This has been in the back of my mind since you originally mentioned the buoyancy collar, so I'm glad you at least mentioned it.


    Keep in mind that just about every flat port has a great deal of buoyant force, regardless of whether or not there's a buoyancy collar on it, so I'm not sure what the addition might do. Generally, to minimize chances of ripping the port from its mount, I suggest trying to keep any additional buoyancy as close to the mount as possible (less torque).


    I do like the results however. Nice work.


    ~Matt Segal

  9. Given a perfect optical lens, a camera captures the most resolution (resolving power) when the aperture is wide-open


    Not true

    I have to repeat that this is in fact true. However, given that we don't have perfect optical quality lenses, more times than not the best lenses have a resolving power peak around f4-f5.6 and the worst lenses have a peak around f8-f11. After that, you're on the way to serious diffraction on a cropped-sensor dSLR.

  10. To clear up some ideas being thrown around here...


    Given a perfect optical lens, a camera captures the most resolution (resolving power) when the aperture is wide-open, and the least resolution (losing inherent sharpness and ability to see detail) when stopped down, due to diffraction and the fact that you're taking a picture of a scene through a tiny hole (as compared to a larger one that will allow more light through, etc).


    Now, when given a real-world lens, the same applies, but you are limited by the lens at the widest apertures (look at MTF charts for the variances). This is why it is usually taught to stop down 1 or 2 stops to get the best balanced resolution (resolving power, ability to see detail) from any given lens and camera.


    When shooting at extremely tiny apertures, no matter what you do, even though you gain DOF, the amount of the image in focus will not be as sharp as that taken at a lower aperture.


    On a separate note, in response to Rand's comment about the Woody's diopter, I have seen no reports from any individual that the addition of Woody's diopter leads to any noticeable (real-world) loss of sharpness (resolution).


    ~Matt Segal

  11. Remember too, that the only reason that the entire frame is not blurry is because with those settings (F/29 or whatever translated is, F45?), when the flash fires in 1/400s or 1/500s or whatever it is, that that's where the majority of your light is coming from, 'freezing' the subject.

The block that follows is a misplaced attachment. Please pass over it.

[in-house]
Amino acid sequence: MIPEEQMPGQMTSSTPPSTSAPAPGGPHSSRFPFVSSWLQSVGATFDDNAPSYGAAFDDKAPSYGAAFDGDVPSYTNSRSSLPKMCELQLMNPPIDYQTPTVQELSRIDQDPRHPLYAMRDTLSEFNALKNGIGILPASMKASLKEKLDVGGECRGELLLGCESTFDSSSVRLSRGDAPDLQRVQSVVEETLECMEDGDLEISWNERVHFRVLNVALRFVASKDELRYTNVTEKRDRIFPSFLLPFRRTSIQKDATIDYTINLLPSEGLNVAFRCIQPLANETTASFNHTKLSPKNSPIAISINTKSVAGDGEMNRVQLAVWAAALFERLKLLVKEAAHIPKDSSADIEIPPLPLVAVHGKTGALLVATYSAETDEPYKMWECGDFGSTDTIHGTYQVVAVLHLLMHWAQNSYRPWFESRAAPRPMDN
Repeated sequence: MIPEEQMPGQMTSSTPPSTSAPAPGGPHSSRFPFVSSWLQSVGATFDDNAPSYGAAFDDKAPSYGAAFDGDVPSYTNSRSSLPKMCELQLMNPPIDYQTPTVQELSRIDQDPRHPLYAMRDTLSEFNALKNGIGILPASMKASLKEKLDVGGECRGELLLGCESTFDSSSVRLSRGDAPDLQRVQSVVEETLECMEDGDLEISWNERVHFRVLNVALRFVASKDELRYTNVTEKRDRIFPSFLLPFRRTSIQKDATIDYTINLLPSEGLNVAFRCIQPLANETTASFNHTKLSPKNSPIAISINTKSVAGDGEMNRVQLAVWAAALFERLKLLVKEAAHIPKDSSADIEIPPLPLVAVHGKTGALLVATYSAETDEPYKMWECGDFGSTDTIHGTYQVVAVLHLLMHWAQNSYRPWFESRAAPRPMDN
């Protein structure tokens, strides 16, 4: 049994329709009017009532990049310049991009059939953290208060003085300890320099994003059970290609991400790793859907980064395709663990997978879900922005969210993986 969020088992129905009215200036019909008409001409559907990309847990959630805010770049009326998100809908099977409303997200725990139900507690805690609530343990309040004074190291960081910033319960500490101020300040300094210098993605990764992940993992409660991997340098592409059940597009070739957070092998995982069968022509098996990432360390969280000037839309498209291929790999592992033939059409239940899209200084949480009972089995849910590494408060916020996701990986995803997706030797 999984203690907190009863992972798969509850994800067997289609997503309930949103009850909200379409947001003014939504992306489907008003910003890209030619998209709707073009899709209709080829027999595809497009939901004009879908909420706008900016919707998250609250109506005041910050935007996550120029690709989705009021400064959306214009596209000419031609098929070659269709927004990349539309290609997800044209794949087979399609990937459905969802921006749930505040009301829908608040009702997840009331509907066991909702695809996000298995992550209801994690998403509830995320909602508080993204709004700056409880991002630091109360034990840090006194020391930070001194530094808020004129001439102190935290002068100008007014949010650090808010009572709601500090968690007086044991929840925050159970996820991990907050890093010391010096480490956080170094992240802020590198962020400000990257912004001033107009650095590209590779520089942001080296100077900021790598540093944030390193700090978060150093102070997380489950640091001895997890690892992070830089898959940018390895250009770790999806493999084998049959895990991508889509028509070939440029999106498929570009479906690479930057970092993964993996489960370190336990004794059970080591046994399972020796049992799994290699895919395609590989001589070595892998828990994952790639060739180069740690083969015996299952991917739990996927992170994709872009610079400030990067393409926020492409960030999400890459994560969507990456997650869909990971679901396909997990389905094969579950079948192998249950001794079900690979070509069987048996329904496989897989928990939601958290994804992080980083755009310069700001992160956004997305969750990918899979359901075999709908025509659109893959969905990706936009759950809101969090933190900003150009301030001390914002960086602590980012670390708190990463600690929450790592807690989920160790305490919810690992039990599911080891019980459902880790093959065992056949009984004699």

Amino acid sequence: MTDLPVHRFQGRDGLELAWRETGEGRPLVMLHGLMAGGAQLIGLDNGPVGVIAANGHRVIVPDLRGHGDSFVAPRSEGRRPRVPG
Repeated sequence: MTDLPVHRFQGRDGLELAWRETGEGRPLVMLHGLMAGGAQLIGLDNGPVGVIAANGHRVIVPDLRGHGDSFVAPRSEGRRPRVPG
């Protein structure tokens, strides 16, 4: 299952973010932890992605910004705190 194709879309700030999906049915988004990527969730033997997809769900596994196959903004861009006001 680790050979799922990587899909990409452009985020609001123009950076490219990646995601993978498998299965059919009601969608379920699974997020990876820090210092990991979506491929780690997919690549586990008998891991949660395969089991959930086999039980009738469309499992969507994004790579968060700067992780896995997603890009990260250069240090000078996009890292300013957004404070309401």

But yes, I agree that a higher shutter speed is necessary regardless, and I merely theorize on why it worked period.


    ~Matt Segal

  12. For wideangle, I've used the 10-22 underwater and it's a fabulous lens.  Again, it's an EF-S so if you ever decide to get a full frame camera (like the 5D) then it will have to go.


    I don't know James. When I upgrade in a few years to whatever Canon has out then (FF), I see myself keeping the 20D w/ lenses as either a backup camera underwater, or for topside work. Small and light are two great advantages.


    ~Matt Segal

  13. But why not use the regular mount so it can project onto the 35mm sensor as in the 5D?  It seems that canon is saving itself a few bucks and not passing to the  consumer - can't think of any other reason...


    Because EF-S lenses use less glass (making them smaller and lighter) and project a smaller image circle...retrofitting them with an EF mount would be an exercise in futility, since the captured image would hardly fill the frame of a 35mm sensor...


    While we're at it, let's start using DX lenses on full frame Nikon cameras (guess those would be film though, no?). See my point?


    ~Matt Segal

  14. I have to say, while you captured the sunrays (and your thread should be titled w/ 'sunbursts', not just 'sunballs') well in each of the photos you posted, that especially in the second, third, and fourth examples you should be more than careful with the use of the Shadows/Highlights recovery tool, as they work to introduce the varied grey-cyan circular banding around the sun that is so noticeable. This is a result of the computer trying to interpolate from photosite data that really is not there (overexposed), even though it seems to be.


    The clearest solution for sunbursts (to reduce the possibility of having to make major adjustments that introduce this effect) is in fact to expose for the situation and not have to rely on computer manipulations. Often the banding will still exist in some lessened form, but it will not transition through as many as three different color ranges (each with their own range of banding) before reaching the white middle of the burst.


    Just something to think about...


    ~Matt Segal